The three physical robots used in the experiments

Overcoming Initial Convergence in Multi-objective Evolution of Robot Control and Morphology Using a Two-Phase Approach


Co-evolution of robot morphologies and control systems is a new and interesting approach for robotic design. However, the increased size and ruggedness of the search space becomes a challenge, often leading to early convergence with sub-optimal morphology-controller combinations. Further, mutations in the robot morphologies tend to cause large perturbations in the search, effectively changing the environment, from the controller’s perspective. In this paper, we present a two-stage approach to tackle the early convergence in morphology-controller co-evolution. In the first phase, we allow free evolution of morphologies and controllers simultaneously, while in the second phase we re-evolve the controllers while locking the morphology. The feasibility of the approach is demonstrated in physics simulations, and later verified on three different real-world instances of the robot morphologies. The results demonstrate that by introducing the two-phase approach, the search produces solutions which outperform the single co-evolutionary run by over 10%.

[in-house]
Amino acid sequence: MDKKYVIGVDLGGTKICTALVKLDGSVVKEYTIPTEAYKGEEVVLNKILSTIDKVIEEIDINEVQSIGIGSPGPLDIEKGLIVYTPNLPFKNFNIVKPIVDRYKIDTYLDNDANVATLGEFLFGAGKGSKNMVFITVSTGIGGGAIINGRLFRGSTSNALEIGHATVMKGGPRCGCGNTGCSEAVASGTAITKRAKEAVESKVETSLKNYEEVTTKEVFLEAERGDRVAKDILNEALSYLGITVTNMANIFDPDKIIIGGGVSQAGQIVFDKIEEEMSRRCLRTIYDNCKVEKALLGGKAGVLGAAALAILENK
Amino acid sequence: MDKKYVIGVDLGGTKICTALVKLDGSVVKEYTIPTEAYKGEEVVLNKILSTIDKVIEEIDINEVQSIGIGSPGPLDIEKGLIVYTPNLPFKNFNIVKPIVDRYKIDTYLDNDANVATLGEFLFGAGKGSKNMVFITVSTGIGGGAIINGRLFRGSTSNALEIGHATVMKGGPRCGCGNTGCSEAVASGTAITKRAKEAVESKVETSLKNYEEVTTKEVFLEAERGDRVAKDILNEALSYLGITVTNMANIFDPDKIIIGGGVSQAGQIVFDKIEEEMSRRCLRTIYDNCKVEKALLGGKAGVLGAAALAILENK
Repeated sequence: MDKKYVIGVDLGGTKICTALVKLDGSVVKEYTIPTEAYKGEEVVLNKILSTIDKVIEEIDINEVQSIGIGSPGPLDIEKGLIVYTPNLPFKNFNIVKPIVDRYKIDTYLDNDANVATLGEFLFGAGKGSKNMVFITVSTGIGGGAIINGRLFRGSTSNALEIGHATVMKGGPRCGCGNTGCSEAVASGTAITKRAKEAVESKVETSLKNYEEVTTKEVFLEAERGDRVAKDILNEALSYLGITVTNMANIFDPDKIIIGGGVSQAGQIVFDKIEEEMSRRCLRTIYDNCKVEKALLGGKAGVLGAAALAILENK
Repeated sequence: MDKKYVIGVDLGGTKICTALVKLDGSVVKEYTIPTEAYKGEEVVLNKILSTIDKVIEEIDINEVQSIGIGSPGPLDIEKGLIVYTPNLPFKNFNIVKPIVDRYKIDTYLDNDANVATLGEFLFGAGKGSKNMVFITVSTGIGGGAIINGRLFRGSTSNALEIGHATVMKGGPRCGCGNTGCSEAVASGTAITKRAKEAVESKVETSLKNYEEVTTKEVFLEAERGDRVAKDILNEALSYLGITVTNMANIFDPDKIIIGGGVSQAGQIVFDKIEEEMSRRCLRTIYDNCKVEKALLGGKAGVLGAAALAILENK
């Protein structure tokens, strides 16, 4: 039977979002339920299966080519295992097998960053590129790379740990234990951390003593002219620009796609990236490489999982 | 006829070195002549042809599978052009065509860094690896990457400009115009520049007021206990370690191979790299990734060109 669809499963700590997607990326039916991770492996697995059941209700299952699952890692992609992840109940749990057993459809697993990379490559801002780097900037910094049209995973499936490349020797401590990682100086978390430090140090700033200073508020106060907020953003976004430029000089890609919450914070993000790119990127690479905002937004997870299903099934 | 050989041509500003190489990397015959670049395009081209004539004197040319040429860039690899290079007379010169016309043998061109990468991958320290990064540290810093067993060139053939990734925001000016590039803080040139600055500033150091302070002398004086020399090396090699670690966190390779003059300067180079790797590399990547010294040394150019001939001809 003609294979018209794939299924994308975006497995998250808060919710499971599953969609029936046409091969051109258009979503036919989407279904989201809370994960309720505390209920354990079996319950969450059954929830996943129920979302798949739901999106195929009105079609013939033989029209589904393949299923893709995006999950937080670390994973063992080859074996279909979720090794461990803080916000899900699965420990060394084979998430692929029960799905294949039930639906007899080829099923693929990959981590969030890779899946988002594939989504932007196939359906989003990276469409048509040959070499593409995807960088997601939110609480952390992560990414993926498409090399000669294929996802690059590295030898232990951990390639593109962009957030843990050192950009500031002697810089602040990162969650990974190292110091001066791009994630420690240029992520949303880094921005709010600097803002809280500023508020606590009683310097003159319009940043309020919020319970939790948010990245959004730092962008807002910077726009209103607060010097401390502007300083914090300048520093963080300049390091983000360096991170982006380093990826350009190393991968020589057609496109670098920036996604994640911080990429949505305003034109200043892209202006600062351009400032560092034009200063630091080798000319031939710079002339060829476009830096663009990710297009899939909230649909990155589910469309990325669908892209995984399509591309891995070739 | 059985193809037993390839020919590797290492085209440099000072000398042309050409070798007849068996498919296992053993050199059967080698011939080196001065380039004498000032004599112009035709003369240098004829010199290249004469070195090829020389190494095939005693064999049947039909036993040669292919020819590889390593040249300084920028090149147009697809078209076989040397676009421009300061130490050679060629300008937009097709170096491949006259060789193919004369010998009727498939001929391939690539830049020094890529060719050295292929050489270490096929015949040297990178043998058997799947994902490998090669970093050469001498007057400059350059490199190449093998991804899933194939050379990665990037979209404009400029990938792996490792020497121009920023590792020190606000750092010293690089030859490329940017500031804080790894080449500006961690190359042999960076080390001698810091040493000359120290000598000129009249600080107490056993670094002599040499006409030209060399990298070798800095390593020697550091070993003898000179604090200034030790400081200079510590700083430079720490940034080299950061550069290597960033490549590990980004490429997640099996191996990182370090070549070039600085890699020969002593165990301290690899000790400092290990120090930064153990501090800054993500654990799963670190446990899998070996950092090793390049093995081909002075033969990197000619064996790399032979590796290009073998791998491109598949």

In EvoApplications 2017: Applications of Evolutionary Computation, Springer.